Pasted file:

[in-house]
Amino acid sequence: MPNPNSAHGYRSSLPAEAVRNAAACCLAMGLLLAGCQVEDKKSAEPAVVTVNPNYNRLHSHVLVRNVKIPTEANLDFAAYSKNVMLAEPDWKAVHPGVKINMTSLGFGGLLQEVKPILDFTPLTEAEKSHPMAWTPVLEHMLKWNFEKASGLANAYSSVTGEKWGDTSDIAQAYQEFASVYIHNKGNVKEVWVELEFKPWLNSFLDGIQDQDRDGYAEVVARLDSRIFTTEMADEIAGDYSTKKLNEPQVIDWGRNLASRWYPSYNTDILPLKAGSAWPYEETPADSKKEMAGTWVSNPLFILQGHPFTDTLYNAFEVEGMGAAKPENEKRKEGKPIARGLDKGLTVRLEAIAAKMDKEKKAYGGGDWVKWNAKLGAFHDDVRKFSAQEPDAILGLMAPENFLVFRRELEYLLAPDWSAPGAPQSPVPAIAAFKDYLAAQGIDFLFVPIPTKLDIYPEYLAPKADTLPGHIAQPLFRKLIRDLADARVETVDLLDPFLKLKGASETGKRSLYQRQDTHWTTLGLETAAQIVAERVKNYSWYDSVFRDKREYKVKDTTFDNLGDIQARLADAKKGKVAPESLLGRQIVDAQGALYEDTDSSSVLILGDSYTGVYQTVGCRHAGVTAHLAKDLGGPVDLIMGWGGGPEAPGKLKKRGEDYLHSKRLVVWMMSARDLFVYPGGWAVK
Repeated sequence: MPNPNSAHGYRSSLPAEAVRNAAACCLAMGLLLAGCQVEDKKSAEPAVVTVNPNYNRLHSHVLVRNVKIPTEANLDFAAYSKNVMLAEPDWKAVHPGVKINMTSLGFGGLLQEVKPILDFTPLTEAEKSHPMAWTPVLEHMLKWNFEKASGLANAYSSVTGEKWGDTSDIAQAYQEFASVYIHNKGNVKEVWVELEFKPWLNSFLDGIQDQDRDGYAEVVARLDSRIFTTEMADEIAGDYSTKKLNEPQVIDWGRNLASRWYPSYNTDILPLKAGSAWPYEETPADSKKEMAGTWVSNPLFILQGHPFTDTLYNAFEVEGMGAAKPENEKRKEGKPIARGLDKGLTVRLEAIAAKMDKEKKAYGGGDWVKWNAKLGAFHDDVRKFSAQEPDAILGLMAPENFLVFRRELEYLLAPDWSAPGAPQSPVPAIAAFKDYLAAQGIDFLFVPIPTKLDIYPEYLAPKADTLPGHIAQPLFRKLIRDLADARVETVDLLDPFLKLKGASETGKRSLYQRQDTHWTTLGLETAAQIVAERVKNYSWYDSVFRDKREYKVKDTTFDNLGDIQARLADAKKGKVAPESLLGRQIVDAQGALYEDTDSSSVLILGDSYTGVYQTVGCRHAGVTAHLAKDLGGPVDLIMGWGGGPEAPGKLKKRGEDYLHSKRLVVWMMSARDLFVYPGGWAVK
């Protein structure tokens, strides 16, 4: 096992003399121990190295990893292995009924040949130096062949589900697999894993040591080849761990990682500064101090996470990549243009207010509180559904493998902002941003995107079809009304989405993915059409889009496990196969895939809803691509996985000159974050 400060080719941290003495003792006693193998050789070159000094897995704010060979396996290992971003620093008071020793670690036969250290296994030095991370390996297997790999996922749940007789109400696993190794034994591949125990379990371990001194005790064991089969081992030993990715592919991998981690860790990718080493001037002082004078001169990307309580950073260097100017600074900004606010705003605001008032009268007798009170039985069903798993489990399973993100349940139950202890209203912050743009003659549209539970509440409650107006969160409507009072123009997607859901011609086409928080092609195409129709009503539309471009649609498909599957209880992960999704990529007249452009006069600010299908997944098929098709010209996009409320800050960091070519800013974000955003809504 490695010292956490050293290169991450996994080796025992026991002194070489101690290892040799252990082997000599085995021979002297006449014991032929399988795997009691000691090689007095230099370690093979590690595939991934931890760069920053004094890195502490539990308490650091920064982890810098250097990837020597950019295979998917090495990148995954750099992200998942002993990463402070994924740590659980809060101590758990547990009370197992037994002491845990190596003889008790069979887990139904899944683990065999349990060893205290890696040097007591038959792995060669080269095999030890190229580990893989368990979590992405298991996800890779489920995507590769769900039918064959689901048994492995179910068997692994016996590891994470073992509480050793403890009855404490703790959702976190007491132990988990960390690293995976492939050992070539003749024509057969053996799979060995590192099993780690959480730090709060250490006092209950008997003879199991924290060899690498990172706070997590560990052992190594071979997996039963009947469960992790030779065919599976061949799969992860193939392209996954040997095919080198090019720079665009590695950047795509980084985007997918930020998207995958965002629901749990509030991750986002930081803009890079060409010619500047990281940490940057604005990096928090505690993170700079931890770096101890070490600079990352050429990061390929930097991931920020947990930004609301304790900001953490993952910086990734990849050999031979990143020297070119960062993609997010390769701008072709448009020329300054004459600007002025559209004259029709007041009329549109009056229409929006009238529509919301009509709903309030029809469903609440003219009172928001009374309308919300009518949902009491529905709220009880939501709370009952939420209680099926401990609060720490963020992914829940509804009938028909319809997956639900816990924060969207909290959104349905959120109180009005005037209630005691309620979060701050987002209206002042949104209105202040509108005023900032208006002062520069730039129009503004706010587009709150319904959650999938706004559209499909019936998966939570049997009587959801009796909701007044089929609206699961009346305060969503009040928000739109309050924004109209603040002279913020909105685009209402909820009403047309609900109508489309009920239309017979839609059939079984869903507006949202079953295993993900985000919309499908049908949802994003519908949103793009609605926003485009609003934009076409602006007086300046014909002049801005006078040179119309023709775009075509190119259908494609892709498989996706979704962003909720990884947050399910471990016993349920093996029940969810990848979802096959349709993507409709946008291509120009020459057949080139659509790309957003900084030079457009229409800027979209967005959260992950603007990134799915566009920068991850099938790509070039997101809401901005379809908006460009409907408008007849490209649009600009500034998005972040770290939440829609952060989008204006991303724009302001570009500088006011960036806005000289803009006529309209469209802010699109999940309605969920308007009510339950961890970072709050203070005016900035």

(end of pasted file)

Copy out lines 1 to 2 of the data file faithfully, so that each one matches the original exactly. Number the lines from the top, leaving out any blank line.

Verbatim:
[in-house]
Amino acid sequence: MPNPNSAHGYRSSLPAEAVRNAAACCLAMGLLLAGCQVEDKKSAEPAVVTVNPNYNRLHSHVLVRNVKIPTEANLDFAAYSKNVMLAEPDWKAVHPGVKINMTSLGFGGLLQEVKPILDFTPLTEAEKSHPMAWTPVLEHMLKWNFEKASGLANAYSSVTGEKWGDTSDIAQAYQEFASVYIHNKGNVKEVWVELEFKPWLNSFLDGIQDQDRDGYAEVVARLDSRIFTTEMADEIAGDYSTKKLNEPQVIDWGRNLASRWYPSYNTDILPLKAGSAWPYEETPADSKKEMAGTWVSNPLFILQGHPFTDTLYNAFEVEGMGAAKPENEKRKEGKPIARGLDKGLTVRLEAIAAKMDKEKKAYGGGDWVKWNAKLGAFHDDVRKFSAQEPDAILGLMAPENFLVFRRELEYLLAPDWSAPGAPQSPVPAIAAFKDYLAAQGIDFLFVPIPTKLDIYPEYLAPKADTLPGHIAQPLFRKLIRDLADARVETVDLLDPFLKLKGASETGKRSLYQRQDTHWTTLGLETAAQIVAERVKNYSWYDSVFRDKREYKVKDTTFDNLGDIQARLADAKKGKVAPESLLGRQIVDAQGALYEDTDSSSVLILGDSYTGVYQTVGCRHAGVTAHLAKDLGGPVDLIMGWGGGPEAPGKLKKRGEDYLHSKRLVVWMMSARDLFVYPGGWAVK